CWPA Women’s Water Polo Top 10: In the Wake of Vavic Firing, Will USC Ever Be the Same Again?

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Even though he's no longer coaching USC, Jovan Vavic will cast a long shadow on the 2019 women's season. Photo Courtesy: Catharyn Hayne

Despite all the drama surrounding their former coach, the sun WILL continue to come up on the USC season. In fact, it will certainly rise (and set) over the Duke Kahanamoku Aquatic Center in Honolulu—one of the country’s most beautiful spots for polo—where the Trojans will play on Saturday night.

February 24, 2019; UC Irvine, Irvine, CA, USA; Collegiate Women's Water Polo: Barbara Kalbus Invitational: USC Trojans vs Stanford Cardinals; USC Trojans Goalkeeper Amanda Longan Photo credit: Catharyn Hayne

USC’s Amanda Longan is the reason the Trojans will stay perfect for another week. Photo Courtesy: Catharyn Hayne

The nation’s top-ranked team and interim Head Coach Casey Moon—thrust into the hot spot on the USC depth chart by the unexpected firing of Jovan Vavic Wednesday afternoon—have the unenviable task of facing the Rainbow Wahine in their home pool, where they are sure to be circling like hungry sharks.

It’s tempting to pick against the Trojans (19-0), and a monumental upset (Hawai’i hasn’t beaten USC since 2006, losing 22-straight) tugs at the heartstrings. But the talent on Moon’s roster is second to none, and it’s almost certain his players will be fired up in support of their former coach. Vavic was unceremoniously dumped by an institution where he produced 16 championships (10 men’s and 6 women’s—including a sweep in 2018) over a masterful quarter-century of service. The Trojans will likely extend their 35-match win streak to yet another weekend.

The primary beneficiary of Vavic’s demise will be #2 Stanford (12-1; 2-0 Mountain Pacific Sports Federation), who have sustained tough losses in the past three meetings with the Trojans, including last year’s national championship match, won 5-4 by USC. The Cardinal will spend this weekend training, and then have matches next Saturday and Monday against Harvard and UC Irvine. There’s little chance that Cardinal Head Coach John Tanner will let his players look ahead to March 30th, when they will have a shot at their main tormenters the past two seasons. That match—to be televised on the Pac-12 Networks—is sure to be closely watched; not only because Coach Moon will be facing his first major test as head Trojan, but because Tanner is as savvy a coach as any in the country.

February 3, 2019; Avery Aquatic Center, Palo Alto, CA, USA; Collegiate Women's Water Polo: California Golden Bears vs Stanford Cardinals; Stanford Cardinal Driver Makenzie Fischer Photo credit: Catharyn Hayne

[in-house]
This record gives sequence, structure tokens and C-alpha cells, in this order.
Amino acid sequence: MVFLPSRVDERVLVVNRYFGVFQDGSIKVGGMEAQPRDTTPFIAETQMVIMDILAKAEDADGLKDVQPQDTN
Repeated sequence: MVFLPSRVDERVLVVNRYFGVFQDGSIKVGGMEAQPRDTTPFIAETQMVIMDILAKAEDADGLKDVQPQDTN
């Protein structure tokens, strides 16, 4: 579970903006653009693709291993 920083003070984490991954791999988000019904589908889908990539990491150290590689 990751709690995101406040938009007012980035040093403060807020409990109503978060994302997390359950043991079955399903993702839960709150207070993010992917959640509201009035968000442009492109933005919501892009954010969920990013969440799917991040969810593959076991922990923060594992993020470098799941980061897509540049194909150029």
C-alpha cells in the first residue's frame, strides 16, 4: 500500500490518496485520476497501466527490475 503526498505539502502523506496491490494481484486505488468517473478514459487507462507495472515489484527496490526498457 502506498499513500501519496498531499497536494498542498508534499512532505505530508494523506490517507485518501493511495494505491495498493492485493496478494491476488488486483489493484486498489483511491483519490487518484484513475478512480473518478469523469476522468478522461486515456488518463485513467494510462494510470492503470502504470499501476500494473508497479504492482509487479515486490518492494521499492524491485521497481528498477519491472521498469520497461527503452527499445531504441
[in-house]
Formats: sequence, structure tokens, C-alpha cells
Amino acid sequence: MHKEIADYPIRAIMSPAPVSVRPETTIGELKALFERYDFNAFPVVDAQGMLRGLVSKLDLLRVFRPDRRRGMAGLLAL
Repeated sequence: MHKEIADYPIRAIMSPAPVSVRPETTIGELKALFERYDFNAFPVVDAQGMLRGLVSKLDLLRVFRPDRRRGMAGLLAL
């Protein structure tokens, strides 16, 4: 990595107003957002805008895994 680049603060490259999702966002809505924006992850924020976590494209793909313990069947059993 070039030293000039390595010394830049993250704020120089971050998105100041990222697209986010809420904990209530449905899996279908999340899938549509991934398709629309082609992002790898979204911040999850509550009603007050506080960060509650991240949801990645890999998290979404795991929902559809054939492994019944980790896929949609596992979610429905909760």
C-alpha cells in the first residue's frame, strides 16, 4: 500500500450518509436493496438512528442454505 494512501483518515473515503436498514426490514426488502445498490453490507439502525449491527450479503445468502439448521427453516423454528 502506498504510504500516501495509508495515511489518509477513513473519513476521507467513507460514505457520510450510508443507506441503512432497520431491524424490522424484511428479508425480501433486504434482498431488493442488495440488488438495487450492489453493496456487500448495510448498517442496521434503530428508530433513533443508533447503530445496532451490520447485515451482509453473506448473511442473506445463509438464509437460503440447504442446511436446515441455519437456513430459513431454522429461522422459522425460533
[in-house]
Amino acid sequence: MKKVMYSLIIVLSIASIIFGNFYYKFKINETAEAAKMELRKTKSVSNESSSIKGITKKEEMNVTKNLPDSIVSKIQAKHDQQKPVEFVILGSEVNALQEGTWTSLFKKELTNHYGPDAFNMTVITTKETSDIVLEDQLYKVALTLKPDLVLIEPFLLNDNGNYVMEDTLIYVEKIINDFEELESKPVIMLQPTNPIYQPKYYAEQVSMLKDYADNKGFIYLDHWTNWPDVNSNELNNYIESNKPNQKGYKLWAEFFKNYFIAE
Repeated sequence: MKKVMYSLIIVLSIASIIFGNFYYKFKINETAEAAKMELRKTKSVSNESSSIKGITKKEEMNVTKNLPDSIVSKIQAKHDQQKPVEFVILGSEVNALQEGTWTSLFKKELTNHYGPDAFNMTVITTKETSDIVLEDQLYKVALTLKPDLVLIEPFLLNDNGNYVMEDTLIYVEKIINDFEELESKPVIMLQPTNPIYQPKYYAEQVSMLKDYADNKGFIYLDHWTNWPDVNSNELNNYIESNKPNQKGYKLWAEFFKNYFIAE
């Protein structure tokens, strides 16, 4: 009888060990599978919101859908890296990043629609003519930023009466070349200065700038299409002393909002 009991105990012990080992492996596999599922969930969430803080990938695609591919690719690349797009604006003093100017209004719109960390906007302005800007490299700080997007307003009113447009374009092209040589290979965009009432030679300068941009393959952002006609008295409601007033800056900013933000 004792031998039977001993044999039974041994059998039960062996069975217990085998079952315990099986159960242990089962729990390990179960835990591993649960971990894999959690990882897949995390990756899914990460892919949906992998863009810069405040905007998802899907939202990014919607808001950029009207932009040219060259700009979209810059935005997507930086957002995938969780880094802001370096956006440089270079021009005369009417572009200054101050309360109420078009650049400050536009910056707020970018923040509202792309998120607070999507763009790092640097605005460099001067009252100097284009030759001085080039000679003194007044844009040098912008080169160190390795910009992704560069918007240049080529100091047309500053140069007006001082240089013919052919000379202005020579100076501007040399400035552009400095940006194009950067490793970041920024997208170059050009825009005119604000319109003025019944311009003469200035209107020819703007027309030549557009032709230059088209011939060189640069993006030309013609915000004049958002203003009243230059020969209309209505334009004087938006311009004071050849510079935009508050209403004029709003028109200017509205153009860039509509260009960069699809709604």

Not likely that Stanford’s Mackenzie Fischer is feeling sorry for USC. Photo Courtesy: Catharyn Hayne

Of other potential threats to USC’s winning ways, perhaps arch-rival #3 UCLA (17-3; 1-0 MPSF) looms largest. The intensity of this rivalry across all sports is second to none, and Bruin Head Coach Adam Wright is sure to remember that it was Vavic’s Trojans who wrecked his men’s team’s NCAA record-setting (for polo) win streak, ending it at 57 in November 2016. Last month, USC won the season’s first meeting between the teams, but there’s no way that seven goals will separate these two programs when they meet on April 20th The Bruins have some heavy lifting to do before then, including MPSF matches this weekend in Tempe, AZ against Indiana and host Arizona State.

Another MPSF opportunist is #4 Cal (11-3; 0-1 MPSF), but Head Coach Coralie Simmons’ squad has to prove it can consistently beat it’s Pac-12 rivals. A 9-7 loss two weeks ago to the Bruins snapped the Golden Bears brief three-game winning streak against UCLA. Cal must demonstrate it can win a big game against the Bruins if they’re to have any shot of supplanting the Trojans in the national championship game. Michigan is visiting Berkeley on Sunday; Simmons’ squad cannot afford a let-down against a non-MPSF opponent.

As mentioned, #5 Hawai’i (12-3, 1-0 Big West) has its work cut out for them this weekend; the bigger challenge comes when Big West play picks up again next Saturday against CSUN. With 41 goals this season and 207 for her career, senior Irene Gonzalez continues to rack up program records; she’s certain to be near the top of the Rainbow Wahine’s all-time scoring lists at season’s end. The question remains; can she and her team get back to NCAAs for the first time since 2016?

The #6 Wolverines (12-7) are in California again; every season Head Coach Marcelo Leonardi and his players likely compile enough frequent flyer miles for a free trip around the globe. But, with no serious rivals in the East, Michigan must go to where the best play. One wonders if—or perhaps when—Big Blue will follow it’s Big Ten rival Indiana to the MPSF in the “If you can’t beat them, join them” approach to the best in women’s water polo. Until that happens, the traveling Wolverines will bank as many matches with top Western opponents until they must defend their CWPA title.